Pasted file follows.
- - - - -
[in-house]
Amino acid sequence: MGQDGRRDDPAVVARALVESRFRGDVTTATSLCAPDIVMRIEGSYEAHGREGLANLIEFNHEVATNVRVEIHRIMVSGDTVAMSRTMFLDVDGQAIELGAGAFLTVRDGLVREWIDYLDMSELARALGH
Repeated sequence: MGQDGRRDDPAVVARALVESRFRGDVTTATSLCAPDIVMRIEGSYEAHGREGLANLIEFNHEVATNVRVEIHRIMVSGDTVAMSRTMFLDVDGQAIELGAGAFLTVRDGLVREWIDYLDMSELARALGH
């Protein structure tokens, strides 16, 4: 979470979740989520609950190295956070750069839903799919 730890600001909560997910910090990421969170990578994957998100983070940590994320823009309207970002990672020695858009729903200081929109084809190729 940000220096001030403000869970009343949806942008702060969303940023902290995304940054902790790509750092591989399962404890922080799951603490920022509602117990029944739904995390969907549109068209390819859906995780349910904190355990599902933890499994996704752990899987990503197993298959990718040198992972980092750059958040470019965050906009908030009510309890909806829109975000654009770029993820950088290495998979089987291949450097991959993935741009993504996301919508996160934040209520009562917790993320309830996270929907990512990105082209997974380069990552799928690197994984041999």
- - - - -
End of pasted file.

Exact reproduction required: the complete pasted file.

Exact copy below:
[in-house]
Amino acid sequence: MGQDGRRDDPAVVARALVESRFRGDVTTATSLCAPDIVMRIEGSYEAHGREGLANLIEFNHEVATNVRVEIHRIMVSGDTVAMSRTMFLDVDGQAIELGAGAFLTVRDGLVREWIDYLDMSELARALGH
Repeated sequence: MGQDGRRDDPAVVARALVESRFRGDVTTATSLCAPDIVMRIEGSYEAHGREGLANLIEFNHEVATNVRVEIHRIMVSGDTVAMSRTMFLDVDGQAIELGAGAFLTVRDGLVREWIDYLDMSELARALGH
């Protein structure tokens, strides 16, 4: 979470979740989520609950190295956070750069839903799919 730890600001909560997910910090990421969170990578994957998100983070940590994320823009309207970002990672020695858009729903200081929109084809190729 940000220096001030403000869970009343949806942008702060969303940023902290995304940054902790790509750092591989399962404890922080799951603490920022509602117990029944739904995390969907549109068209390819859906995780349910904190355990599902933890499994996704752990899987990503197993298959990718040198992972980092750059958040470019965050906009908030009510309890909806829109975000654009770029993820950088290495998979089987291949450097991959993935741009993504996301919508996160934040209520009562917790993320309830996270929907990512990105082209997974380069990552799928690197994984041999």